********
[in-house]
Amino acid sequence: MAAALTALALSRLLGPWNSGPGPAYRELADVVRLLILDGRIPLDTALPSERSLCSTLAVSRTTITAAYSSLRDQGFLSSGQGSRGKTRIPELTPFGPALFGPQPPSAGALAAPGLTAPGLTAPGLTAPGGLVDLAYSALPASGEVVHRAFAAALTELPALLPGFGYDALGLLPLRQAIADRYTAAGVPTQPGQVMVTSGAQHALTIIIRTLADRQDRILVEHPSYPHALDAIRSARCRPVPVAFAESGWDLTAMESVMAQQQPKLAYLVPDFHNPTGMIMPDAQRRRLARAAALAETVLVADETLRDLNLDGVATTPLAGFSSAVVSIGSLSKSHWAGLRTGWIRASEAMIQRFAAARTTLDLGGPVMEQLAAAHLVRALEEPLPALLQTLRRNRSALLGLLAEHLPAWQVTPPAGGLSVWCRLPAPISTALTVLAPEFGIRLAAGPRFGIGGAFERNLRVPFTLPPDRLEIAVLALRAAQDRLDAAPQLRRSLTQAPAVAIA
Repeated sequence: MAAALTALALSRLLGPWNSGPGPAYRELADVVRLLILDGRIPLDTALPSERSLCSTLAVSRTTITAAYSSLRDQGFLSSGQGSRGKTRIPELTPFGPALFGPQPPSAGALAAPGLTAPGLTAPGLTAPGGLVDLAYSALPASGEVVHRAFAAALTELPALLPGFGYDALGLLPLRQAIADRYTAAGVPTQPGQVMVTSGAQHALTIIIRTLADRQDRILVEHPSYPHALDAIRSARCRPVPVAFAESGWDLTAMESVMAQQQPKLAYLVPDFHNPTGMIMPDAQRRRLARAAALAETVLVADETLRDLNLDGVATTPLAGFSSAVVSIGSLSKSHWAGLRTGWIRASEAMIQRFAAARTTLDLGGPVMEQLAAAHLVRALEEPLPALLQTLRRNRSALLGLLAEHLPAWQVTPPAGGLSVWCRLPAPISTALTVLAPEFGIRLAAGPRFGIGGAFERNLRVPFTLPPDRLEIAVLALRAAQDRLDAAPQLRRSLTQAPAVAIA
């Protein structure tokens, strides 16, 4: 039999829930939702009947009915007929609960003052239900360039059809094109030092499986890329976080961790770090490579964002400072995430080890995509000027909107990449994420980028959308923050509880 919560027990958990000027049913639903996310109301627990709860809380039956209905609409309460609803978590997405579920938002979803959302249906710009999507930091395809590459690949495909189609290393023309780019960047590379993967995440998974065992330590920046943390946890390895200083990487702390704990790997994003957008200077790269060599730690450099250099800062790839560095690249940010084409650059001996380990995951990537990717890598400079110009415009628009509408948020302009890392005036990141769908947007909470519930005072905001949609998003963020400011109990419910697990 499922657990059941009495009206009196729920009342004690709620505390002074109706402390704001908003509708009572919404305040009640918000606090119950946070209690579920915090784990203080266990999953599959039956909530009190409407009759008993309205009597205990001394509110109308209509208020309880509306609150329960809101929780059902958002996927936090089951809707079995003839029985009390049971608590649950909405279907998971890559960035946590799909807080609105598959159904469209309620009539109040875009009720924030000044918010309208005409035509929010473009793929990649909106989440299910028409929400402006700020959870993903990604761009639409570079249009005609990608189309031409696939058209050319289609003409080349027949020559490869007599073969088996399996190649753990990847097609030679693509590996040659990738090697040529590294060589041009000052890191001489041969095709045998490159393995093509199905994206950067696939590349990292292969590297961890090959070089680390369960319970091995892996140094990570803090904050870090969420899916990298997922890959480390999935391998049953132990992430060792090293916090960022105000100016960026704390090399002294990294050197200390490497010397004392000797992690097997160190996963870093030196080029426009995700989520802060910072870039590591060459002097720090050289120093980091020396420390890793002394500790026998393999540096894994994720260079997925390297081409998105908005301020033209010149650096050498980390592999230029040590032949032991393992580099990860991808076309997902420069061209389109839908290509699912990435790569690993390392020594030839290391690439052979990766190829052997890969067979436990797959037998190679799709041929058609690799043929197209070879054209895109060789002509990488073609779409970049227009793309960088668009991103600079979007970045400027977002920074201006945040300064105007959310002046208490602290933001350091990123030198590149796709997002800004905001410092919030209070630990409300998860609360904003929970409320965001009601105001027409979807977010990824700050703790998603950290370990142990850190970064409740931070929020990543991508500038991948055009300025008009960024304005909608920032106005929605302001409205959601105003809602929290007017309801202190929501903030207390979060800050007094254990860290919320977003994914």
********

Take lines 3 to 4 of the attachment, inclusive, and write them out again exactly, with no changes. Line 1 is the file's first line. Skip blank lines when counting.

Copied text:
Repeated sequence: MAAALTALALSRLLGPWNSGPGPAYRELADVVRLLILDGRIPLDTALPSERSLCSTLAVSRTTITAAYSSLRDQGFLSSGQGSRGKTRIPELTPFGPALFGPQPPSAGALAAPGLTAPGLTAPGLTAPGGLVDLAYSALPASGEVVHRAFAAALTELPALLPGFGYDALGLLPLRQAIADRYTAAGVPTQPGQVMVTSGAQHALTIIIRTLADRQDRILVEHPSYPHALDAIRSARCRPVPVAFAESGWDLTAMESVMAQQQPKLAYLVPDFHNPTGMIMPDAQRRRLARAAALAETVLVADETLRDLNLDGVATTPLAGFSSAVVSIGSLSKSHWAGLRTGWIRASEAMIQRFAAARTTLDLGGPVMEQLAAAHLVRALEEPLPALLQTLRRNRSALLGLLAEHLPAWQVTPPAGGLSVWCRLPAPISTALTVLAPEFGIRLAAGPRFGIGGAFERNLRVPFTLPPDRLEIAVLALRAAQDRLDAAPQLRRSLTQAPAVAIA
């Protein structure tokens, strides 16, 4: 039999829930939702009947009915007929609960003052239900360039059809094109030092499986890329976080961790770090490579964002400072995430080890995509000027909107990449994420980028959308923050509880 919560027990958990000027049913639903996310109301627990709860809380039956209905609409309460609803978590997405579920938002979803959302249906710009999507930091395809590459690949495909189609290393023309780019960047590379993967995440998974065992330590920046943390946890390895200083990487702390704990790997994003957008200077790269060599730690450099250099800062790839560095690249940010084409650059001996380990995951990537990717890598400079110009415009628009509408948020302009890392005036990141769908947007909470519930005072905001949609998003963020400011109990419910697990 499922657990059941009495009206009196729920009342004690709620505390002074109706402390704001908003509708009572919404305040009640918000606090119950946070209690579920915090784990203080266990999953599959039956909530009190409407009759008993309205009597205990001394509110109308209509208020309880509306609150329960809101929780059902958002996927936090089951809707079995003839029985009390049971608590649950909405279907998971890559960035946590799909807080609105598959159904469209309620009539109040875009009720924030000044918010309208005409035509929010473009793929990649909106989440299910028409929400402006700020959870993903990604761009639409570079249009005609990608189309031409696939058209050319289609003409080349027949020559490869007599073969088996399996190649753990990847097609030679693509590996040659990738090697040529590294060589041009000052890191001489041969095709045998490159393995093509199905994206950067696939590349990292292969590297961890090959070089680390369960319970091995892996140094990570803090904050870090969420899916990298997922890959480390999935391998049953132990992430060792090293916090960022105000100016960026704390090399002294990294050197200390490497010397004392000797992690097997160190996963870093030196080029426009995700989520802060910072870039590591060459002097720090050289120093980091020396420390890793002394500790026998393999540096894994994720260079997925390297081409998105908005301020033209010149650096050498980390592999230029040590032949032991393992580099990860991808076309997902420069061209389109839908290509699912990435790569690993390392020594030839290391690439052979990766190829052997890969067979436990797959037998190679799709041929058609690799043929197209070879054209895109060789002509990488073609779409970049227009793309960088668009991103600079979007970045400027977002920074201006945040300064105007959310002046208490602290933001350091990123030198590149796709997002800004905001410092919030209070630990409300998860609360904003929970409320965001009601105001027409979807977010990824700050703790998603950290370990142990850190970064409740931070929020990543991508500038991948055009300025008009960024304005909608920032106005929605302001409205959601105003809602929290007017309801202190929501903030207390979060800050007094254990860290919320977003994914």